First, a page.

The Veil of Veronica (“sudarium”) was one of the main relics preserved at the grave of Saint Peter, “prince of the apostles”. Whereas the other most important contact relics, pieces of the Holy Cross and the Holy Lance of Longinus, had no image of their own, the Veil in the belief of the faithful showed the face of Jesus Christ and thereby that of God himself. So it was used for the “visio Dei” (Alexa Sand). Hence, people were able to receive indulgences by viewing it. This naturally drew crowds of pilgrims from throughout Europe, especially during the Holy Year.
In the light of its meaning for the Saviour’s Passion the Veil was used during Lent, especially at the end of the so-called “Tenebrae” – when all candles were extinguished and only the Veil of Veronica could be seen and worshipped. As late as the mid-20th century, the German author Gertrud von le Fort describes its presentation in that way in her novel “Das Schweißtuch der Veronika”.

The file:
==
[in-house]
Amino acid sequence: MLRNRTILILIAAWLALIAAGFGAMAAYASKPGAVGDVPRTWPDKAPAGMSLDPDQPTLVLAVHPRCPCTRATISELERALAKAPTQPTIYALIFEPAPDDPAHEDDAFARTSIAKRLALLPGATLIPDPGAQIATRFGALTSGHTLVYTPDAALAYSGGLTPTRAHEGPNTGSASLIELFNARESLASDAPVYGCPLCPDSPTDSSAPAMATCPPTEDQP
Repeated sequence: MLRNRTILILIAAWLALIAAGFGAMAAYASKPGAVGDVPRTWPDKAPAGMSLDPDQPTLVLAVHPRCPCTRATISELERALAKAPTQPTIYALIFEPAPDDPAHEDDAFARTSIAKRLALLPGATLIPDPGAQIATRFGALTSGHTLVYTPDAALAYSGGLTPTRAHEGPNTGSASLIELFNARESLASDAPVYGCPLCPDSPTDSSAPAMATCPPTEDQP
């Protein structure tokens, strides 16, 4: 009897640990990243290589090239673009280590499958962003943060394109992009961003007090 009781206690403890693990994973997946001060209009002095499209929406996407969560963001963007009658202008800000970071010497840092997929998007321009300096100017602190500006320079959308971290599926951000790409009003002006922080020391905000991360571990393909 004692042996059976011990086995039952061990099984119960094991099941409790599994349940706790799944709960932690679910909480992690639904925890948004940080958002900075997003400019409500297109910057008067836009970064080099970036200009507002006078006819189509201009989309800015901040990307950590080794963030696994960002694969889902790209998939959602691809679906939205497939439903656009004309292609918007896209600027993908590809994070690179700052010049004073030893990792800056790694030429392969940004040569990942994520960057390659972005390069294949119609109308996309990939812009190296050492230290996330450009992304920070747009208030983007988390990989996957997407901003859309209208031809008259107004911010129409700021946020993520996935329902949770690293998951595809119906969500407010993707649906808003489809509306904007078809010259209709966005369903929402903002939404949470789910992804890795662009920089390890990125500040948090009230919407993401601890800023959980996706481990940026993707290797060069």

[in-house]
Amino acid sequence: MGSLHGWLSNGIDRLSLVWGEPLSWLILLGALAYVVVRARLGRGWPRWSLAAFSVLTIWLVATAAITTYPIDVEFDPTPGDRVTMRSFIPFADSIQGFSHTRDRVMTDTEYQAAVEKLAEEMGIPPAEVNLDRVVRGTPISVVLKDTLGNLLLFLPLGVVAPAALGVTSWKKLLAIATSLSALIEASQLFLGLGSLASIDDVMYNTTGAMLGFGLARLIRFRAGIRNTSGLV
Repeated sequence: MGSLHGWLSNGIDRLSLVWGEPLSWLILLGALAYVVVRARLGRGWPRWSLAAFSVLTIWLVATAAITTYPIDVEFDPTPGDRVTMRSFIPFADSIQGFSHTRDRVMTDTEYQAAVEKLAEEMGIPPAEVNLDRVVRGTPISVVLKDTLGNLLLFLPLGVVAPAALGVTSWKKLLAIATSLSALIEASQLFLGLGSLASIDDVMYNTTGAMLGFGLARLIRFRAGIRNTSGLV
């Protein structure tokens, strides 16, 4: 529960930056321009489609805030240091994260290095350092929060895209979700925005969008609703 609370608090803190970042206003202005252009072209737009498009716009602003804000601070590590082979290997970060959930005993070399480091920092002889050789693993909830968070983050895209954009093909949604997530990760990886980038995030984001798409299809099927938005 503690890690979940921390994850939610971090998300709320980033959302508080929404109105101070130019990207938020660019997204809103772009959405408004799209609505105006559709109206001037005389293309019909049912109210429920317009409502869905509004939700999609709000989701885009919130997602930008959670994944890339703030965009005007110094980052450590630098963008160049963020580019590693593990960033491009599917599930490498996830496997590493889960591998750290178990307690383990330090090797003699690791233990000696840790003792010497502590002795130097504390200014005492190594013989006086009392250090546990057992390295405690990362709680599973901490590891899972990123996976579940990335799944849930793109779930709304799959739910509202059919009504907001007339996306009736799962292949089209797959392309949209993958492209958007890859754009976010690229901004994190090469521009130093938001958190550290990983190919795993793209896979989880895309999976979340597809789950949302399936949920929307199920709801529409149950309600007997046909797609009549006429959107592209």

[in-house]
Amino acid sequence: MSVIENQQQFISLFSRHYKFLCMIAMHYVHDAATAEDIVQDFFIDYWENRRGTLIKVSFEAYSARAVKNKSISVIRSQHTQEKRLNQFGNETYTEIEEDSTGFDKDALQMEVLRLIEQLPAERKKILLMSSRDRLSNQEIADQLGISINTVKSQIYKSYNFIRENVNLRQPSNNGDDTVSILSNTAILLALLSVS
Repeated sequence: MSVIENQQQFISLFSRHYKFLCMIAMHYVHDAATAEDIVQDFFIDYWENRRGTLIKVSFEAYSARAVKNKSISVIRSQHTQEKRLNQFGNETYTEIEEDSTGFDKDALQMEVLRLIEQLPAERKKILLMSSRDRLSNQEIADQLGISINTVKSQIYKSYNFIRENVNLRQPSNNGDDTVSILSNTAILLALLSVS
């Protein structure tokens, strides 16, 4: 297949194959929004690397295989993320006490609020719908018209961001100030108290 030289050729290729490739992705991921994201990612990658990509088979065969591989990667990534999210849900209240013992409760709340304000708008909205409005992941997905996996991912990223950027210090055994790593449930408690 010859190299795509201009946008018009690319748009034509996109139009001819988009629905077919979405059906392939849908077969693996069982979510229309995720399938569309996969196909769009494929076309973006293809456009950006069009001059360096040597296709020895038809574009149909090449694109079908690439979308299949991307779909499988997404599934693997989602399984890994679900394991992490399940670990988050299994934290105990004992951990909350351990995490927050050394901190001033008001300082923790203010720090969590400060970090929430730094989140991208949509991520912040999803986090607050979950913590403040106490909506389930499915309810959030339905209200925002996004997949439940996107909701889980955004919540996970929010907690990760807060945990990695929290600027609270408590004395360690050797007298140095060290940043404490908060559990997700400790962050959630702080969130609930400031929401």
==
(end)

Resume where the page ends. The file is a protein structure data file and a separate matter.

The medieval forms of presentation, however, were considerably more complex. According to rather arcane sources, diaries and treatises of the papal masters of ceremony, the Veil had its special significance also with regard to Saint Peter and the pope. So, for some occasions, it was rather a part of the papal ceremonial than of the Roman liturgy. Sometimes it was even used to keep people in safety when a large crowd needed to be prevented from walking the wrong way. Therefore, the Veil of Veronica in late medieval Rome requires new consideration – with regard to both liturgy and ceremony.